This coming spring, the Environmental Film Festival in the Nation’s Capital (DCEFF) will celebrate its 30th anniversary. As the festival commemorates three decades of history, organizers have highlighted the ways that the festival, and the environmental film industry more broadly, has evolved. The DCEFF promises to be a forum for meaningful environmental education and discussion, centering on some of the world’s most pressing environmental issues and showcasing the natural beauty captured by environmental filmmaking.

DCEFF’s lineup for 2022 has not yet been announced, but 2021 award winners include Inhabitants: An Indigenous Perspective (2021), They Keep Quiet So We Make Noise (2021), and The Long Coast (2020). The festival was voted Top Film Festival by readers of Washington City Paper in both 2019 and 2020.

Jacob Crawford, the director of online communications at DCEFF, discussed the mission of the film festival in an interview with the Voice, detailing what audiences can expect as the festival comes back to D.C. this March. 

“We’re about bringing these environmental stories to people in a way that people find easily digestible,” he said. “Our real mission is about the films and about the kinds of issues that they elevate in these films.”

The COVID-19 pandemic shut down DCEFF just a week and a half before its opening in 2020. This year, the festival hopes to have in-person components held at venues across the city, which have, in the past, included museums, embassies, the National Geographic Museum, the National Arboretum, and even Georgetown. The festival is also prepared to occur virtually if needed, depending on evolving health guidelines for the spring. This uncertainty seems frustrating, but after over a year of virtual programming and online movie streaming, the festival’s reach has, in some ways, expanded.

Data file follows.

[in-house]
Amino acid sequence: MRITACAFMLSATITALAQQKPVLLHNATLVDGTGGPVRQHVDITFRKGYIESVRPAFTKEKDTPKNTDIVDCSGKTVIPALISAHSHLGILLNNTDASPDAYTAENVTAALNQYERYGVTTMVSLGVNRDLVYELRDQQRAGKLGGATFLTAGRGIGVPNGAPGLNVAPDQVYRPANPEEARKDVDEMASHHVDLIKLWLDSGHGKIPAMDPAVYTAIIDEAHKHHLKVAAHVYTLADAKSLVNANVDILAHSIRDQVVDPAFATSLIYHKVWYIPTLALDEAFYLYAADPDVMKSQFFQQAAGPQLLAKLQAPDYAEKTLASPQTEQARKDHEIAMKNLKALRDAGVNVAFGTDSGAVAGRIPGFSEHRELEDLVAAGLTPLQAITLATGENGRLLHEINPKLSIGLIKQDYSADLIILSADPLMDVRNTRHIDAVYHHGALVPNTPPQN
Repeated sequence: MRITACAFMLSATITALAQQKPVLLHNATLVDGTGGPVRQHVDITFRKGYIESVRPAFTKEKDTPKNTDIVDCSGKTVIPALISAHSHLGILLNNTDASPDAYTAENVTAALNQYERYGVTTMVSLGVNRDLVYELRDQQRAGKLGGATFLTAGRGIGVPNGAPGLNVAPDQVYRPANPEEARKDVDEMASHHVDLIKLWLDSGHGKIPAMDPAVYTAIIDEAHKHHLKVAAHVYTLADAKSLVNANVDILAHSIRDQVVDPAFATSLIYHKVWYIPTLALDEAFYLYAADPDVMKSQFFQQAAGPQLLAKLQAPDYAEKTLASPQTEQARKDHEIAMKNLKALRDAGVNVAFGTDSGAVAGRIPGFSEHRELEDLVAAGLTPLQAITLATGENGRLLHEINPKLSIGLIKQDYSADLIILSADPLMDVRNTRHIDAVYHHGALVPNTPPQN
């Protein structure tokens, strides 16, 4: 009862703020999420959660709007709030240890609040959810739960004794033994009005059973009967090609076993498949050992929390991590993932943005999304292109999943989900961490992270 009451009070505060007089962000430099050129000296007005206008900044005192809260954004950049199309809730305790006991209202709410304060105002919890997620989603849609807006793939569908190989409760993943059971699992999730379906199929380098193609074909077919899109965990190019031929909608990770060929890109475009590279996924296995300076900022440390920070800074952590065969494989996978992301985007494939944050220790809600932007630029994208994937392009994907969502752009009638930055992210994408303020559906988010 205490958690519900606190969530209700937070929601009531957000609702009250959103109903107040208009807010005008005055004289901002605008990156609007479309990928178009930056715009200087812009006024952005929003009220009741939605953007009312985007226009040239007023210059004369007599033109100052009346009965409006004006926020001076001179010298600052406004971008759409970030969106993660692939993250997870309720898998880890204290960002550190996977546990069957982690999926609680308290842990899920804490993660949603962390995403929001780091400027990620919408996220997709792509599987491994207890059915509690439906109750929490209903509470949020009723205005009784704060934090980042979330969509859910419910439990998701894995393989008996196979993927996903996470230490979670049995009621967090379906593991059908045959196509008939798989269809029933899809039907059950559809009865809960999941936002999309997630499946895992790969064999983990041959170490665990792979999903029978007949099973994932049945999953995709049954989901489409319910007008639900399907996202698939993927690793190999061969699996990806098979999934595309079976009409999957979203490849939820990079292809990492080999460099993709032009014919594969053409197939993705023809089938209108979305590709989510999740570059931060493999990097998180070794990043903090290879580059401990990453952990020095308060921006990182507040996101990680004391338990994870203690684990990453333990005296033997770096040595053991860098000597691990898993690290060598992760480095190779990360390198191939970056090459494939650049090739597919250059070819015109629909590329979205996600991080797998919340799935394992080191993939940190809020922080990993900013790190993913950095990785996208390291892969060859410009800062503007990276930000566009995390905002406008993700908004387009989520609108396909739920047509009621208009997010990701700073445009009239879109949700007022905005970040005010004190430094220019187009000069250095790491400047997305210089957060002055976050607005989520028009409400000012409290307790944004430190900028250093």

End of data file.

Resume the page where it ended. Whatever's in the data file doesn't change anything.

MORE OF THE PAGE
“That was a real test to see about bringing films to people on a larger scale,” Crawford said, referring to the festival’s wide-ranging viewership while online. “We were reaching larger audiences across the country and across the world in 2020.” 

During the past nearly two years of virtual programming, DCEFF virtually expanded to other cities, states, countries, and continents—even Antarctica. 

“We actually had a base in Antarctica reach out to us about the films that we were screening and [ask] if they could work with us to do their own kind of Antarctica environmental film screenings,” Crawford said. “That was just a really exciting bit of evidence about our reach and about who we can touch around the world.”

Even with films that reach audiences around the world, one challenge of running a festival is that the organizers, even if they have particular issues they wish to cover, cannot control what films come to them, putting them at the whims of the industry and its trends.

“We try to screen the very best films about environmental issues and especially some of the more pressing issues of today, but we can’t always control what’s out there, what’s in production, or what’s available to us,” Crawford said.